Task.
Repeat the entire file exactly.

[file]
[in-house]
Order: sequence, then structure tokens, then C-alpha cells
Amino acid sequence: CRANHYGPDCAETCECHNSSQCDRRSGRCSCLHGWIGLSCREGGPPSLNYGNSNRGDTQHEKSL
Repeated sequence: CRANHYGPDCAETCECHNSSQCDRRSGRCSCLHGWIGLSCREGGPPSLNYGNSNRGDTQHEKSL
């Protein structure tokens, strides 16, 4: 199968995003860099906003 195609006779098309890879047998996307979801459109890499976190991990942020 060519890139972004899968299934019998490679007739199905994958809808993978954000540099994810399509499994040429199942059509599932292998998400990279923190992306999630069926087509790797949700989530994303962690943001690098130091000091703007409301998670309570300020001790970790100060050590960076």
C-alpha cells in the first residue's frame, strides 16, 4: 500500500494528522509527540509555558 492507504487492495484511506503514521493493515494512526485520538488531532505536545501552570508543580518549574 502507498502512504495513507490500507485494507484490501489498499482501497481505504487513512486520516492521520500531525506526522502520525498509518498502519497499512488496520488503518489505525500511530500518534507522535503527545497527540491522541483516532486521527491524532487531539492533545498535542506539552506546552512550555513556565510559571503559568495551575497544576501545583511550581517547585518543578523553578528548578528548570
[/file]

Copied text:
[in-house]
Order: sequence, then structure tokens, then C-alpha cells
Amino acid sequence: CRANHYGPDCAETCECHNSSQCDRRSGRCSCLHGWIGLSCREGGPPSLNYGNSNRGDTQHEKSL
Repeated sequence: CRANHYGPDCAETCECHNSSQCDRRSGRCSCLHGWIGLSCREGGPPSLNYGNSNRGDTQHEKSL
């Protein structure tokens, strides 16, 4: 199968995003860099906003 195609006779098309890879047998996307979801459109890499976190991990942020 060519890139972004899968299934019998490679007739199905994958809808993978954000540099994810399509499994040429199942059509599932292998998400990279923190992306999630069926087509790797949700989530994303962690943001690098130091000091703007409301998670309570300020001790970790100060050590960076």
C-alpha cells in the first residue's frame, strides 16, 4: 500500500494528522509527540509555558 492507504487492495484511506503514521493493515494512526485520538488531532505536545501552570508543580518549574 502507498502512504495513507490500507485494507484490501489498499482501497481505504487513512486520516492521520500531525506526522502520525498509518498502519497499512488496520488503518489505525500511530500518534507522535503527545497527540491522541483516532486521527491524532487531539492533545498535542506539552506546552512550555513556565510559571503559568495551575497544576501545583511550581517547585518543578523553578528548578528548570